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Daan Vermeer

Collective learning in strategic Public Private Partnership (PPP) procurement systems for social infrastructure

School Research Theme: Strategic Management of Projects; Infrastructure Investment and Finance
Research supervisors: Prof Andrew Edkins; Prof Dejan Mumovic 
Start date: September 2010

Since 2010, at the heart of the Global Financial Crisis, several public policies became subject to critical scrutiny by UK’s coalition and Conservative Party governments: the effectiveness of complex strategic Public Private Partnership (PPP) procurement systems, and the delivery of whole-life Value for Money and Environmental Sustainability of social infrastructure assets. Research in these areas is significant because the use of strategic PPP investment vehicles in delivering portfolios of social infrastructure is a relatively new phenomenon, both in the UK and globally.

The work comprises a critical evaluation of strategic procurement systems for delivering social infrastructure, called Local Education Partnerships (LEP), as part of the highly ambitious Building Schools for the Future programme in England that commenced in 2003 and was summarily cancelled in 2010.

This research examines a perceived lack of clarity regarding the systemic way in which organizations involved in strategic partnerships in construction can learn collectively and how this effects their performance. For that reason, a conceptual learning framework called the “Asset Value Enhancement Model” (AVEM) is introduced and discussed using elements of systems thinking, continuous improvement and Total Quality Management. It embeds collective learning over time by key participants involved in a long-term PPP, as the underlying assets travel through their lifecycle. The circular nature of AVEM calls for joint commitment, shared culture and aligned communication to cultivate ongoing value to the public and steady returns to the private sector, beyond merely project specific improvement.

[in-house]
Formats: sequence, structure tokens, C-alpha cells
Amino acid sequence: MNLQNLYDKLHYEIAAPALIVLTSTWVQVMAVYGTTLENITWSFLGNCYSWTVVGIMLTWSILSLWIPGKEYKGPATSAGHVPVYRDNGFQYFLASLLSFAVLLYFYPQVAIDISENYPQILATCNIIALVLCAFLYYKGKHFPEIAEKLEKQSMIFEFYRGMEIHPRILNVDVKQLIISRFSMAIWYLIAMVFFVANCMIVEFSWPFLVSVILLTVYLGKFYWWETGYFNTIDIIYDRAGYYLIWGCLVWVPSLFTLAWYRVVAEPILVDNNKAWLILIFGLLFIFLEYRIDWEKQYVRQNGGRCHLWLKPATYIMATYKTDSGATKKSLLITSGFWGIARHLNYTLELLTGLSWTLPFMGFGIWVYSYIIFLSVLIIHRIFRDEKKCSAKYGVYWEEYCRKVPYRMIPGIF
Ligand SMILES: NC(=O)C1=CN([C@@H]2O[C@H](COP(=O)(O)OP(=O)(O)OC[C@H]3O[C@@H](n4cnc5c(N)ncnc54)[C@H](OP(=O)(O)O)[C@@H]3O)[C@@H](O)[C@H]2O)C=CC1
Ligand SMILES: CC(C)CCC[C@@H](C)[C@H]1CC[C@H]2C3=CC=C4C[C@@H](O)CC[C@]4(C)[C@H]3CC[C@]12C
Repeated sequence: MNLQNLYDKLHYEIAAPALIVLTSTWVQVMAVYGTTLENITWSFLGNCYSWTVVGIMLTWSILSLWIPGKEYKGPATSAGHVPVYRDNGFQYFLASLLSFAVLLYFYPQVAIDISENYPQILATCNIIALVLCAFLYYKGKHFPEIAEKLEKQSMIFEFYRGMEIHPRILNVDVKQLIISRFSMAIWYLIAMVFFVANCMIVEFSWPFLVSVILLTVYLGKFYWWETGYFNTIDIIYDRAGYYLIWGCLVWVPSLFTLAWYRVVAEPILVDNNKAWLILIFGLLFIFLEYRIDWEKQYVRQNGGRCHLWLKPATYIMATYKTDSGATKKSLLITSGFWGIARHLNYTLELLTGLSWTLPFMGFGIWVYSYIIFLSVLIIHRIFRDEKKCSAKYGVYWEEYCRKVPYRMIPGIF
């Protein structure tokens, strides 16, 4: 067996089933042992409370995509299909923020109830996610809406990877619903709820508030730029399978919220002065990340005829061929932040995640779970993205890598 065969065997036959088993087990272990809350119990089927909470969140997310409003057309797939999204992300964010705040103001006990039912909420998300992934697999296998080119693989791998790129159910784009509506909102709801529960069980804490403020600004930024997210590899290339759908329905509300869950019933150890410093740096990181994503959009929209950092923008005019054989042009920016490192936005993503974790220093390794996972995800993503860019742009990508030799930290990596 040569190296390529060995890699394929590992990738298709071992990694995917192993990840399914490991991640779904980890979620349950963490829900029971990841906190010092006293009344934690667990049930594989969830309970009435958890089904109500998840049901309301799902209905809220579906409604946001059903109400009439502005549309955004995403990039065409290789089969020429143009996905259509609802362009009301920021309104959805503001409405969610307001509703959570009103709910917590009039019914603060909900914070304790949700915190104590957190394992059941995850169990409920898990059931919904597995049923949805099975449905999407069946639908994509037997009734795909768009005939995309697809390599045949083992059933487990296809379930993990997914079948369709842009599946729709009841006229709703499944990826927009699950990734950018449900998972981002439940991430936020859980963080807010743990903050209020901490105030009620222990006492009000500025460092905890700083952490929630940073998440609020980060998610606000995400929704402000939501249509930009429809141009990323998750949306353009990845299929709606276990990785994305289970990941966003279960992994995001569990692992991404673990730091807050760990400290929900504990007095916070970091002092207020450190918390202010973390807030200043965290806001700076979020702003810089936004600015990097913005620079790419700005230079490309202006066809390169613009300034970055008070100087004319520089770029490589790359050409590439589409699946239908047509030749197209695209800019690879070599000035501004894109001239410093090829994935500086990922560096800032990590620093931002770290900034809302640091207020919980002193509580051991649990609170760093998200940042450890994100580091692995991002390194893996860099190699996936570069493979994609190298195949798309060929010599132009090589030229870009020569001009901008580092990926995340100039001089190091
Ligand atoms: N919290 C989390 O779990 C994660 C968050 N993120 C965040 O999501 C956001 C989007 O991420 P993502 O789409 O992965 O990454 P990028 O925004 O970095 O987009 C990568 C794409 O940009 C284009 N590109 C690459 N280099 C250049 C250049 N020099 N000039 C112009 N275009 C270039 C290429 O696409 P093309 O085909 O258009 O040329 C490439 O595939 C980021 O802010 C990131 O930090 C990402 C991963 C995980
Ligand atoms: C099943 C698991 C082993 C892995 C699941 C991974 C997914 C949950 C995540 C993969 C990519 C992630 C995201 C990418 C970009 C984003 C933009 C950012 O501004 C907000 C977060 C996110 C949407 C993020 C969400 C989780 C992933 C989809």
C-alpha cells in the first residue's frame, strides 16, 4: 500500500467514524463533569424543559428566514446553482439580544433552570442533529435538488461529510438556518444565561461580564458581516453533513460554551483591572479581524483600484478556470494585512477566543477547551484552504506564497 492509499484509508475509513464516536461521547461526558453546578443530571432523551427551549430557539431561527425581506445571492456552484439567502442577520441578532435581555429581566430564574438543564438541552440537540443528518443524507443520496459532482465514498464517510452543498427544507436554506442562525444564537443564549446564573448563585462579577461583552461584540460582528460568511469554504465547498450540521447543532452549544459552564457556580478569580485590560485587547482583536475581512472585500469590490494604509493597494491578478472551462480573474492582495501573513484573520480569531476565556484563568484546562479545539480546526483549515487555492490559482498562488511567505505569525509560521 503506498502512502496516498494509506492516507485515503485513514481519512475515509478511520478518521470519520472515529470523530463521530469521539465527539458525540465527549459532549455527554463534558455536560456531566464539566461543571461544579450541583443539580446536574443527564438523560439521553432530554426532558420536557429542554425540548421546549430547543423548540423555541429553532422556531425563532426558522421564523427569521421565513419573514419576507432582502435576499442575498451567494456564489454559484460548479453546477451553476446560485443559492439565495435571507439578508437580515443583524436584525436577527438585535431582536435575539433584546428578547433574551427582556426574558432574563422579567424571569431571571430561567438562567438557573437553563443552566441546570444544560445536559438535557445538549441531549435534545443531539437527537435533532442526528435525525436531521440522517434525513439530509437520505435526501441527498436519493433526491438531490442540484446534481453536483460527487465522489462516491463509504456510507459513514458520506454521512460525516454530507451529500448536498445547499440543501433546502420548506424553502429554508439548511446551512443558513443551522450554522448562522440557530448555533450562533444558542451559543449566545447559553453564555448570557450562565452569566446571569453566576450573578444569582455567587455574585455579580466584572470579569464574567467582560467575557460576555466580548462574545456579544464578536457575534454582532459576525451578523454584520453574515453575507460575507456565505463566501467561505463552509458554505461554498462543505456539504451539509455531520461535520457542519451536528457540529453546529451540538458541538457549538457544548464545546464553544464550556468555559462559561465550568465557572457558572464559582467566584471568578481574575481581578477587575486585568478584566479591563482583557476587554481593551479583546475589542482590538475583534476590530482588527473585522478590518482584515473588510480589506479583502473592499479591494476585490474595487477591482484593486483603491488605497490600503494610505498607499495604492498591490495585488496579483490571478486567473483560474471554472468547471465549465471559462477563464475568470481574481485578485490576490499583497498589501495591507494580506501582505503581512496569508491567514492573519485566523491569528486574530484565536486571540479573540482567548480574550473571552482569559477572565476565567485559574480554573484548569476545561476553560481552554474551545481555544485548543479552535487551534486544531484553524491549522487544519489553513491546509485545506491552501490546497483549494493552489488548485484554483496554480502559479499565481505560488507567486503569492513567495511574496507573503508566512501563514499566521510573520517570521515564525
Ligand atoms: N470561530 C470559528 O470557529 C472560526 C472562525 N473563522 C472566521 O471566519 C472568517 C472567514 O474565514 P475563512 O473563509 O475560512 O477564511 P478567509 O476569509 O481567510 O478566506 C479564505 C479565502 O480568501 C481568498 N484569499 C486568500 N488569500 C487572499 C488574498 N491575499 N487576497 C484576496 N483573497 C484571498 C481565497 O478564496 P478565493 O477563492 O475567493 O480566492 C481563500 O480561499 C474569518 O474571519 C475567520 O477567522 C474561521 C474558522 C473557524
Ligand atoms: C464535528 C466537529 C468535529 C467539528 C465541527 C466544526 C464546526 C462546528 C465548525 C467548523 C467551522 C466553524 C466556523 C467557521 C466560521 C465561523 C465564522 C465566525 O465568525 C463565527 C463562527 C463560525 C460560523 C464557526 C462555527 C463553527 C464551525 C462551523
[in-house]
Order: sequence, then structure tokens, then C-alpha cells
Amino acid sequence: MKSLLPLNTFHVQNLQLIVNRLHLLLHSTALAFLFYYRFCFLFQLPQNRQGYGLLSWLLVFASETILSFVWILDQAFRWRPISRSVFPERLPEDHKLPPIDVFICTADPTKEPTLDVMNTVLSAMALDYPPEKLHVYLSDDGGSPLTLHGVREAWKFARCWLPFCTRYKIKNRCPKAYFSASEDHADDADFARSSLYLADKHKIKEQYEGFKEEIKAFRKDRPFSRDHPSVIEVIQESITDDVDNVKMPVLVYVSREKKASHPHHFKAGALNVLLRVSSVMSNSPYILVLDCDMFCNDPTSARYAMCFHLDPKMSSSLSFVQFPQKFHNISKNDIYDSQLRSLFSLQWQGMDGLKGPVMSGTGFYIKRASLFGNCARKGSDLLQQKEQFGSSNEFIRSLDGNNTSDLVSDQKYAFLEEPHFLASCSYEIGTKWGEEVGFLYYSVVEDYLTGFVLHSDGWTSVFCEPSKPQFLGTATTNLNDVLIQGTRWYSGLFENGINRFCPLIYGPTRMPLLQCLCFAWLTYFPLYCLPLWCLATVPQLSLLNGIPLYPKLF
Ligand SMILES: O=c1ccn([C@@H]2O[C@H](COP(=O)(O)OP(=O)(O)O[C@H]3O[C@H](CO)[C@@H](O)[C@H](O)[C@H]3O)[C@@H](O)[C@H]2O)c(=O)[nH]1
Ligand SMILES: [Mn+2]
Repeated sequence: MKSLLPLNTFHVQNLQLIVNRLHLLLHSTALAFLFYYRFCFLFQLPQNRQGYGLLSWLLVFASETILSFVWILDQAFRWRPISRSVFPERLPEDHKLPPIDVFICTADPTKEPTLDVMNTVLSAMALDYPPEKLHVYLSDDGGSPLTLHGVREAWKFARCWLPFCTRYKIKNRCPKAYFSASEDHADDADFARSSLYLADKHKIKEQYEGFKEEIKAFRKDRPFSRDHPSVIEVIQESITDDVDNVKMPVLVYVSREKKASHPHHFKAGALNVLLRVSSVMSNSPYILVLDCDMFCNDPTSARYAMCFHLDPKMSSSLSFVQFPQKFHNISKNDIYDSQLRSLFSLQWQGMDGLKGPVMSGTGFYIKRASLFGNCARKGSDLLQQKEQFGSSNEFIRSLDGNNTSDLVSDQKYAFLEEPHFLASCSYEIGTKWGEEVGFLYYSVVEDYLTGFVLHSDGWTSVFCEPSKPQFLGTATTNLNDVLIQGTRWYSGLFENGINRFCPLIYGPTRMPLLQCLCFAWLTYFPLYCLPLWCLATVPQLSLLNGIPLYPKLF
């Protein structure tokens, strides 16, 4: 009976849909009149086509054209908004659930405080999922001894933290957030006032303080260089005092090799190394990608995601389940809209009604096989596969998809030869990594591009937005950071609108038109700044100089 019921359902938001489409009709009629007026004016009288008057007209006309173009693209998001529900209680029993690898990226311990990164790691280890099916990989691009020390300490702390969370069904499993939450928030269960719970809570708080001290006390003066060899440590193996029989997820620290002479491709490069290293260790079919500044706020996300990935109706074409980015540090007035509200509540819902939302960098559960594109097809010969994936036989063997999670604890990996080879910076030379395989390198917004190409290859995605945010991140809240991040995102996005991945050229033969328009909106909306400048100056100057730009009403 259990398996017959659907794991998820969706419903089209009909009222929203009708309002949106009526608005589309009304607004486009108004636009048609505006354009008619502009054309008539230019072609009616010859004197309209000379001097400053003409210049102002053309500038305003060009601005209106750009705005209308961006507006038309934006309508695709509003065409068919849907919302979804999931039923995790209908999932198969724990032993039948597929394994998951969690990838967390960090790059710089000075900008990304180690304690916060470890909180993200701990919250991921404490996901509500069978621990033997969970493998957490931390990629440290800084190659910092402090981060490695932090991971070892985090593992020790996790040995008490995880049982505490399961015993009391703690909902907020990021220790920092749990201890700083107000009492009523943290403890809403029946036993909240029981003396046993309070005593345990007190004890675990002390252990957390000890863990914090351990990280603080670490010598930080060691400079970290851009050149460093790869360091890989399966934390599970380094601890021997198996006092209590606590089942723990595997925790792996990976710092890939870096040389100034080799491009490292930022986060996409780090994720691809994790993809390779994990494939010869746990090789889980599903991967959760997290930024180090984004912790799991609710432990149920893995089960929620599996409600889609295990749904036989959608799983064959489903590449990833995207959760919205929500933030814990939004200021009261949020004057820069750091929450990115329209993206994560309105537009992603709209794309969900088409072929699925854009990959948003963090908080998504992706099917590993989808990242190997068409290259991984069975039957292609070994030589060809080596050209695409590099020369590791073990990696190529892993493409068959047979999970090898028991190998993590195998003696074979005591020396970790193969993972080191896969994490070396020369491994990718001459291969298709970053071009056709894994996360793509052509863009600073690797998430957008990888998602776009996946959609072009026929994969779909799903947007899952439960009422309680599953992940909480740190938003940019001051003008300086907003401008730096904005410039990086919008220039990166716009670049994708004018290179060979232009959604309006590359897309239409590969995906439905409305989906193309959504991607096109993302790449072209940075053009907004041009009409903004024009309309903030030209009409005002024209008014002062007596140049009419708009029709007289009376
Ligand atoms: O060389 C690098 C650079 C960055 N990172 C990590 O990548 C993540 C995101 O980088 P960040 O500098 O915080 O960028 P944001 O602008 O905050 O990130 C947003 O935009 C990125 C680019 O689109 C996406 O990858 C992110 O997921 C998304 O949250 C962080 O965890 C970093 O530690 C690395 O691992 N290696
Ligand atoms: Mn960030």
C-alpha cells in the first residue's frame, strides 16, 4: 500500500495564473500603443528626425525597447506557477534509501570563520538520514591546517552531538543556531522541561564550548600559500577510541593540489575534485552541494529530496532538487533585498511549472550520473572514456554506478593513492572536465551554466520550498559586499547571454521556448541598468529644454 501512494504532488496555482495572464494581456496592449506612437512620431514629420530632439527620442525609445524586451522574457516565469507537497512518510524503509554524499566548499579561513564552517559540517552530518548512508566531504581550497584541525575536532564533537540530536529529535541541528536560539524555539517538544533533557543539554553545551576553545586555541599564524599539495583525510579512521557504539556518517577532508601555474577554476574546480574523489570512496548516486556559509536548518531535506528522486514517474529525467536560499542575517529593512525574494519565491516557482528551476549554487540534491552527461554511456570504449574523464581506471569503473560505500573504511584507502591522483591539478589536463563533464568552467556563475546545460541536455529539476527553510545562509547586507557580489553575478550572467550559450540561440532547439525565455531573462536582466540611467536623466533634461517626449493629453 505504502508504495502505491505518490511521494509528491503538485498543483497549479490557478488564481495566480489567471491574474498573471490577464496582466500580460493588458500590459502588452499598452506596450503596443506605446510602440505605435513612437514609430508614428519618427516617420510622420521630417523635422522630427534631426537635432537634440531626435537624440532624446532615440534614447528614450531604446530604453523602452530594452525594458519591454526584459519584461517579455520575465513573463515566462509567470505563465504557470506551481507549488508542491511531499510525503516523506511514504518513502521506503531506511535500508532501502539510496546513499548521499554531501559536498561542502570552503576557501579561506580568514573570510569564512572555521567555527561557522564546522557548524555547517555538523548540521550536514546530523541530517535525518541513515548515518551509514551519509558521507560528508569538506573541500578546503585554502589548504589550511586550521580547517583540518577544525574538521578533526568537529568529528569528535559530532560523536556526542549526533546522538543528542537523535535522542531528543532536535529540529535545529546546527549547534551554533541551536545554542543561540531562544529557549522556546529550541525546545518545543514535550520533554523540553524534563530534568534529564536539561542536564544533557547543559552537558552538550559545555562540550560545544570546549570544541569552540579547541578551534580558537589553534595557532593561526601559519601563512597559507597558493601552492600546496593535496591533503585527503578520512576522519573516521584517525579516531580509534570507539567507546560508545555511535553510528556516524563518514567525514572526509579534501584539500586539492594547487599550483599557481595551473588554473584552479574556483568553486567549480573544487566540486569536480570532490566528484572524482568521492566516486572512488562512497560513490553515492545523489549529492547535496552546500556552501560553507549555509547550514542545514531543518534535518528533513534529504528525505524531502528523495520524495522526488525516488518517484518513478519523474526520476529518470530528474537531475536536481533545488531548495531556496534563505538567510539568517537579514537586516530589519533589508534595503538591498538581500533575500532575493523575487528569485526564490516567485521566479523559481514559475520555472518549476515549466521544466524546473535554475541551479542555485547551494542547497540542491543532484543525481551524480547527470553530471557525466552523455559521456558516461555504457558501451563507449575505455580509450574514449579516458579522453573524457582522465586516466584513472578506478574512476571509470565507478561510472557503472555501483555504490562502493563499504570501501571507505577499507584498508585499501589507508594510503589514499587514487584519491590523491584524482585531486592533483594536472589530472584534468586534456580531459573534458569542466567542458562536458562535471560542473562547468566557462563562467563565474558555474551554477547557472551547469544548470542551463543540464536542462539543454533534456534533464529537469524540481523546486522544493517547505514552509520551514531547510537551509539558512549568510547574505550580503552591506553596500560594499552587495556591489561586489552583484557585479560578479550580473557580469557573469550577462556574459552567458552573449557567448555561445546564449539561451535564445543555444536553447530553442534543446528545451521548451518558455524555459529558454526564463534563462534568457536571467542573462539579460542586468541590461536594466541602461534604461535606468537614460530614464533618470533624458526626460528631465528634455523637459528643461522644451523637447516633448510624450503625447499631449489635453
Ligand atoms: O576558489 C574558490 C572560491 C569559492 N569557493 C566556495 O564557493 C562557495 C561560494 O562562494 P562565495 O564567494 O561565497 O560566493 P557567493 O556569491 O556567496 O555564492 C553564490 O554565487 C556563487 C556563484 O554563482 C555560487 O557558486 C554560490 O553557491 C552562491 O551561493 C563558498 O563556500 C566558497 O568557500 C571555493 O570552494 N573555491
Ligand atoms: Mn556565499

Using a mixed method, comprising of both quantitative and qualitative elements, the research explores how organizations involved in LEPs arrange themselves and learn collectively to deliver a portfolio of schools, and meet key contracted criteria for whole-life Value for Money and Environmental Sustainability. Based on the analyses using the AVEM, learning collectively shows to be a crucial factor for performance improvement.

Publications and other work